A major group of education professionals decided Wednesday it is no longer interested in suing the state over funding questions.
The board of the Arizona Association of School Business Officials voted to withdraw as a plaintiff in the case asking a judge to rule that the state is not meeting its constitutional obligations to properly fund school construction. The move comes a day after Gov. Doug Ducey offered a plan to restore at least some of the dollars that have been cut from state aid to public schools.
In a prepared statement, the board said it does not question that a “critical” need remains for capital funding dollars.
“Moreover, AASBO does not debate the fact that there are responsibilities our state leaders must abide by and solutions that need to be found to address these responsibilities,” it says.
But the board concluded that the governor’s plan, if enacted, “brings immediate relief to our school districts versus waiting for the outcome of the lawsuit.”
The action does not end the lawsuit. Several plaintiffs remain, including the Arizona School Boards Association, the Arizona Education Association, the Crane, Elfrida and Glendale elementary school districts and the Chino Valley Unified School District.
Maricopa County Superior Court Judge Daniel Martin is set to hear arguments on Friday.
But the move undermines what had been a united front by various education groups, all of whom contend that the state, in making a series of spending cuts through the last decade totaling more than $1 billion, acted illegally.
On Tuesday, Ducey announced a plan to eventually restore full funding for the “district additional assistance” account to bring it back to the $371 million that it should be in state law. This account provides cash for things like textbooks, computers, school buses and some capital funding.
The governor also proposes to put $88 million into the budget for new school construction and $35.2 million to augment the funds available to schools for repairs.
That package, though short of what the lawsuit contends schools need and are owed, was enough to convince the business officials to drop out of the lawsuit.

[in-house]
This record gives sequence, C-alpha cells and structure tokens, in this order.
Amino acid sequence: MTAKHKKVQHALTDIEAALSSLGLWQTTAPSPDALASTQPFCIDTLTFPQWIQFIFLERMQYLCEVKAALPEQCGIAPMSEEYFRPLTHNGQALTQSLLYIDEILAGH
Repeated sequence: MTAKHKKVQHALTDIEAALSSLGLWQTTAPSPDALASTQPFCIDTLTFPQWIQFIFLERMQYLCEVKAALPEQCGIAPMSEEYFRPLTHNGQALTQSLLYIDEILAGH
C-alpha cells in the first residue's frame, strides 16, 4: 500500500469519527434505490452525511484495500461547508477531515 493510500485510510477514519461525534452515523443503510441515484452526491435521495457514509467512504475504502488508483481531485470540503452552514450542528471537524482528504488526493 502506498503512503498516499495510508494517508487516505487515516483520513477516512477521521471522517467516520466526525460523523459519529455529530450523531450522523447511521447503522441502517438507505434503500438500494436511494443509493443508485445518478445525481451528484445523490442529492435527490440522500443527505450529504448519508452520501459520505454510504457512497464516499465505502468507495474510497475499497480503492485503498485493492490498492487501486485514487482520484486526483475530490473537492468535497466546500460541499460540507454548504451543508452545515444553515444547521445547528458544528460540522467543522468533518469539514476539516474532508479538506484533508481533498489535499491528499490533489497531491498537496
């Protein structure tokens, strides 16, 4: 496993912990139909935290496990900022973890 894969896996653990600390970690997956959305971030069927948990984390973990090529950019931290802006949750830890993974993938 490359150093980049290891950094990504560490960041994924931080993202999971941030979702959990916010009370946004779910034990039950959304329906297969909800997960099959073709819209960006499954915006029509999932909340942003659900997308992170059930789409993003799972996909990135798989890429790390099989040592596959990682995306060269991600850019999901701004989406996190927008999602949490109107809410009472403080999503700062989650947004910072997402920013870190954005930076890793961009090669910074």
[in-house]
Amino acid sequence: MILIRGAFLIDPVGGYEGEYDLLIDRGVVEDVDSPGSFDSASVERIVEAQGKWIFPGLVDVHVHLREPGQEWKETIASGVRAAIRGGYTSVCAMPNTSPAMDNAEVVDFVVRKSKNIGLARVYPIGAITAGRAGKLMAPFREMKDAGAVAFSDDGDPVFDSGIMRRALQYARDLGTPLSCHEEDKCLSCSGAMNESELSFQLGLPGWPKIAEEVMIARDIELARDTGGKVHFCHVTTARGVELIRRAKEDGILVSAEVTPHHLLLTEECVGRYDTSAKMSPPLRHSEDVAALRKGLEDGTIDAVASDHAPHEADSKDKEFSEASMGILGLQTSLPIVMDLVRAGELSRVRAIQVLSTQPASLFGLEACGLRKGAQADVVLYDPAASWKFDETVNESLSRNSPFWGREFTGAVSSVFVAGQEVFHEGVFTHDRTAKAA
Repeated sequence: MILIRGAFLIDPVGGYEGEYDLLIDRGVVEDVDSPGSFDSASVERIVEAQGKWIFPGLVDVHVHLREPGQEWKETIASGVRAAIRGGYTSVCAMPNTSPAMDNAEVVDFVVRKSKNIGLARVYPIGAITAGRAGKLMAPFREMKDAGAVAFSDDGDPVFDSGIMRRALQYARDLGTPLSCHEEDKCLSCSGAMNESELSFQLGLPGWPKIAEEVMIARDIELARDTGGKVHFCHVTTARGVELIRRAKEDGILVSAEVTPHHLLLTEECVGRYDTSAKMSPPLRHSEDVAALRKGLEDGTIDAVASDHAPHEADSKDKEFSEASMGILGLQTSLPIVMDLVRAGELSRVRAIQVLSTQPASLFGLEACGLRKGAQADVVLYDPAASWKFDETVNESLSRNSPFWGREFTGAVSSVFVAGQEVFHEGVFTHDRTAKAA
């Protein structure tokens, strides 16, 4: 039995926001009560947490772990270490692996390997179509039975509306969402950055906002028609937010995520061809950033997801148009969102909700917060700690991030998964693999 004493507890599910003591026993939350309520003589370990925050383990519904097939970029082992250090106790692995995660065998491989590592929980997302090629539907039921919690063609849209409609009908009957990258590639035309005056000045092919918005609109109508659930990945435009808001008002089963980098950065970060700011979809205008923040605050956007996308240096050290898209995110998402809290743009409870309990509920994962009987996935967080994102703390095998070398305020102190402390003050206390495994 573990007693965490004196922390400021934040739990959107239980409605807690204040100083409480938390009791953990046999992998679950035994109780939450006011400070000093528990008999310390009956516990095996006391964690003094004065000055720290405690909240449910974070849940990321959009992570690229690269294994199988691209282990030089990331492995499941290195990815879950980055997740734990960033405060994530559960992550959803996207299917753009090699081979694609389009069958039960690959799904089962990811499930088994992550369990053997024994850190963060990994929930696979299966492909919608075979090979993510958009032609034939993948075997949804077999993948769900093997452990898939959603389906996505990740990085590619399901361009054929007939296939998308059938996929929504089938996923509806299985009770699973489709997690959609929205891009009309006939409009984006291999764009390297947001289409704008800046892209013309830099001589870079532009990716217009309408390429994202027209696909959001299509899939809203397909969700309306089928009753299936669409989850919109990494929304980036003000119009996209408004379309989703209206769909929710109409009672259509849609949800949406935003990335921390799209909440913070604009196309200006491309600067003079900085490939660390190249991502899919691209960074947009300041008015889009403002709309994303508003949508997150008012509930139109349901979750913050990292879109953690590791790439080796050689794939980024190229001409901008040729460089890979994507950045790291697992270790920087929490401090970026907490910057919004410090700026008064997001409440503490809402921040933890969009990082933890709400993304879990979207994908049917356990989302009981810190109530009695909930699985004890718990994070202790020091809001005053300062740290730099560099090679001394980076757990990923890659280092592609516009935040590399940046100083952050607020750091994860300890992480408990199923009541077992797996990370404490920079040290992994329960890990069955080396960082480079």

“We believe that this is a sign of good faith to the governor for a plan that we believe has a high degree of success and validity,” the statement reads.
The business officials concede that even if Ducey gets lawmakers to approve what he wants, that doesn’t resolve all of the financial problems facing the schools. But they said it opens a dialog with the governor they hope “will yield other fruitful discussions.”
At issue in the lawsuit is the obligation of the state to build new schools as needed and ensure there are the funds to keep them repaired rather than shift the burden to local taxpayers. Three separate prior Arizona Supreme Court rulings have affirmed that legal responsibility.
Tim Hogan, one of the attorneys in the lawsuit, puts current obligations at close to $300 million a year; with prior years’ shortfalls, he said the lost dollars now total about $2 billion.
Ducey has defended the cuts as necessary given the state’s finances. And even at Tuesday’s announcement, he said that it will take time for the economy to recover so the state can put more dollars into K-12 education.
But Hogan suggested that problem is the state’s own making. He noted the Republican-controlled Legislature voted in 2011, in the middle of the recession, to cut corporate tax rates by close to 30 percent and set up a system under which some multi-state corporations owe no income taxes at all.
The result is that corporate tax collections, which were $663 million in 2015, are projected to drop to $263 million by 2020.
While pulling out of the lawsuit, the business officials acknowledged other funding issues remain.
One of those is the future of the 0.6-cent sales tax for education approved by voters in 2000. This will self-destruct in 2021 — along with the $600 million a year it raises — unless there is a move to put the issue back on the ballot.
But that is just part of the issue. There is strong support from education interests and some elements of the business community — and just as strong opposition from Ducey — to expand the levy to a penny or more to generate needed revenues.
Arizona remains at or near the bottom of per-student funding among all the states. And figures by legislative budget analysts show that, on an inflation-adjusted basis, Arizona is spending less per student now than it did a decade ago.